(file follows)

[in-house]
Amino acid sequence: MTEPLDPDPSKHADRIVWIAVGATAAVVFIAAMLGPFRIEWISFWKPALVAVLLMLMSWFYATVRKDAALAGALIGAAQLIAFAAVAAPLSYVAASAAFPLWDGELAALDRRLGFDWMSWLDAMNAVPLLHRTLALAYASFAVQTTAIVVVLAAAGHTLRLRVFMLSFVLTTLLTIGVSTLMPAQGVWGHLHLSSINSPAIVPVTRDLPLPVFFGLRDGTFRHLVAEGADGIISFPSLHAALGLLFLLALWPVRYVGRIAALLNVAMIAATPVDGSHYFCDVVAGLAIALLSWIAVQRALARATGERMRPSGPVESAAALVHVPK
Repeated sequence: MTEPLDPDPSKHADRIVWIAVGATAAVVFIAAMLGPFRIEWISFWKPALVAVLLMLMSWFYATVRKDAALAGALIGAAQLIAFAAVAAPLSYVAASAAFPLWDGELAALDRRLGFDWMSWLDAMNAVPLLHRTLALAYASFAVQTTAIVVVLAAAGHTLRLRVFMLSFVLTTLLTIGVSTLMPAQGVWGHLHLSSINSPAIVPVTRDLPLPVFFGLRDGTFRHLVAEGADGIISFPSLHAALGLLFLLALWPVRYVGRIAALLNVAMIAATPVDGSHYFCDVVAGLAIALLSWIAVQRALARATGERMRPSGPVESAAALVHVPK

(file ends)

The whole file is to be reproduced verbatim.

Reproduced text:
[in-house]
Amino acid sequence: MTEPLDPDPSKHADRIVWIAVGATAAVVFIAAMLGPFRIEWISFWKPALVAVLLMLMSWFYATVRKDAALAGALIGAAQLIAFAAVAAPLSYVAASAAFPLWDGELAALDRRLGFDWMSWLDAMNAVPLLHRTLALAYASFAVQTTAIVVVLAAAGHTLRLRVFMLSFVLTTLLTIGVSTLMPAQGVWGHLHLSSINSPAIVPVTRDLPLPVFFGLRDGTFRHLVAEGADGIISFPSLHAALGLLFLLALWPVRYVGRIAALLNVAMIAATPVDGSHYFCDVVAGLAIALLSWIAVQRALARATGERMRPSGPVESAAALVHVPK
Repeated sequence: MTEPLDPDPSKHADRIVWIAVGATAAVVFIAAMLGPFRIEWISFWKPALVAVLLMLMSWFYATVRKDAALAGALIGAAQLIAFAAVAAPLSYVAASAAFPLWDGELAALDRRLGFDWMSWLDAMNAVPLLHRTLALAYASFAVQTTAIVVVLAAAGHTLRLRVFMLSFVLTTLLTIGVSTLMPAQGVWGHLHLSSINSPAIVPVTRDLPLPVFFGLRDGTFRHLVAEGADGIISFPSLHAALGLLFLLALWPVRYVGRIAALLNVAMIAATPVDGSHYFCDVVAGLAIALLSWIAVQRALARATGERMRPSGPVESAAALVHVPK